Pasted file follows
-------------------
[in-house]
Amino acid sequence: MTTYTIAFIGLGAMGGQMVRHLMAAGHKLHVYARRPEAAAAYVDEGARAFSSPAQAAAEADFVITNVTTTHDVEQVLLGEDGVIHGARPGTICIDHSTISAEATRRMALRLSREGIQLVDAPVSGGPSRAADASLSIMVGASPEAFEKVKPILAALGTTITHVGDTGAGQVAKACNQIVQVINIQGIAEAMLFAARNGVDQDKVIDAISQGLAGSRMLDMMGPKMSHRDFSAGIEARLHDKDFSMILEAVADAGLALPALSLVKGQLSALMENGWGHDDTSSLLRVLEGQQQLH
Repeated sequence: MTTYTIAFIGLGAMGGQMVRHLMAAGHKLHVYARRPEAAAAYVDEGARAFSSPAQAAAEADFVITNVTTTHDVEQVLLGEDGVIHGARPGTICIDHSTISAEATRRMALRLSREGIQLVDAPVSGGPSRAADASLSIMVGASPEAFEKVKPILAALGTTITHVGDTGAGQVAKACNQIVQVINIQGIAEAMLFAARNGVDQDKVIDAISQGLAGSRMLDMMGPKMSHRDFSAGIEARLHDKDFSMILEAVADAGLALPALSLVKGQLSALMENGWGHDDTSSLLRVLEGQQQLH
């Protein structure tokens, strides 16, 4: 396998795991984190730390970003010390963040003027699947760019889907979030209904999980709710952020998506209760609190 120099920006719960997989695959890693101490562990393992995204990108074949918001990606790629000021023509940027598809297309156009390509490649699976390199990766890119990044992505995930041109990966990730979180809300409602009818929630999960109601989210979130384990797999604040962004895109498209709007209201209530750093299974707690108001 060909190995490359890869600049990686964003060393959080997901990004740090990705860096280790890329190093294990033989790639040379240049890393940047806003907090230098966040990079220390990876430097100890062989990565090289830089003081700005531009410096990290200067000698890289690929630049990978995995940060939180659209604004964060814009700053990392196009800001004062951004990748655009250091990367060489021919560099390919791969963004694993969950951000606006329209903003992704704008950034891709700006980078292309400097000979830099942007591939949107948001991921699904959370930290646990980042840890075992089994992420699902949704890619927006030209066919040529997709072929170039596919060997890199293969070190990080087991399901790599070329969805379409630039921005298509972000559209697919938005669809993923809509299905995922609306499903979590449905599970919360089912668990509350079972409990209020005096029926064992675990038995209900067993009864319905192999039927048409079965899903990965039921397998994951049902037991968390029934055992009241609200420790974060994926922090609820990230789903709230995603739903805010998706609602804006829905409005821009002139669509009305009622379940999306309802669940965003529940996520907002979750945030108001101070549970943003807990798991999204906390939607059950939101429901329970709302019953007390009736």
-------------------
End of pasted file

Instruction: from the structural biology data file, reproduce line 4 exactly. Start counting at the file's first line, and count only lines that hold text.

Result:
């Protein structure tokens, strides 16, 4: 396998795991984190730390970003010390963040003027699947760019889907979030209904999980709710952020998506209760609190 120099920006719960997989695959890693101490562990393992995204990108074949918001990606790629000021023509940027598809297309156009390509490649699976390199990766890119990044992505995930041109990966990730979180809300409602009818929630999960109601989210979130384990797999604040962004895109498209709007209201209530750093299974707690108001 060909190995490359890869600049990686964003060393959080997901990004740090990705860096280790890329190093294990033989790639040379240049890393940047806003907090230098966040990079220390990876430097100890062989990565090289830089003081700005531009410096990290200067000698890289690929630049990978995995940060939180659209604004964060814009700053990392196009800001004062951004990748655009250091990367060489021919560099390919791969963004694993969950951000606006329209903003992704704008950034891709700006980078292309400097000979830099942007591939949107948001991921699904959370930290646990980042840890075992089994992420699902949704890619927006030209066919040529997709072929170039596919060997890199293969070190990080087991399901790599070329969805379409630039921005298509972000559209697919938005669809993923809509299905995922609306499903979590449905599970919360089912668990509350079972409990209020005096029926064992675990038995209900067993009864319905192999039927048409079965899903990965039921397998994951049902037991968390029934055992009241609200420790974060994926922090609820990230789903709230995603739903805010998706609602804006829905409005821009002139669509009305009622379940999306309802669940965003529940996520907002979750945030108001101070549970943003807990798991999204906390939607059950939101429901329970709302019953007390009736």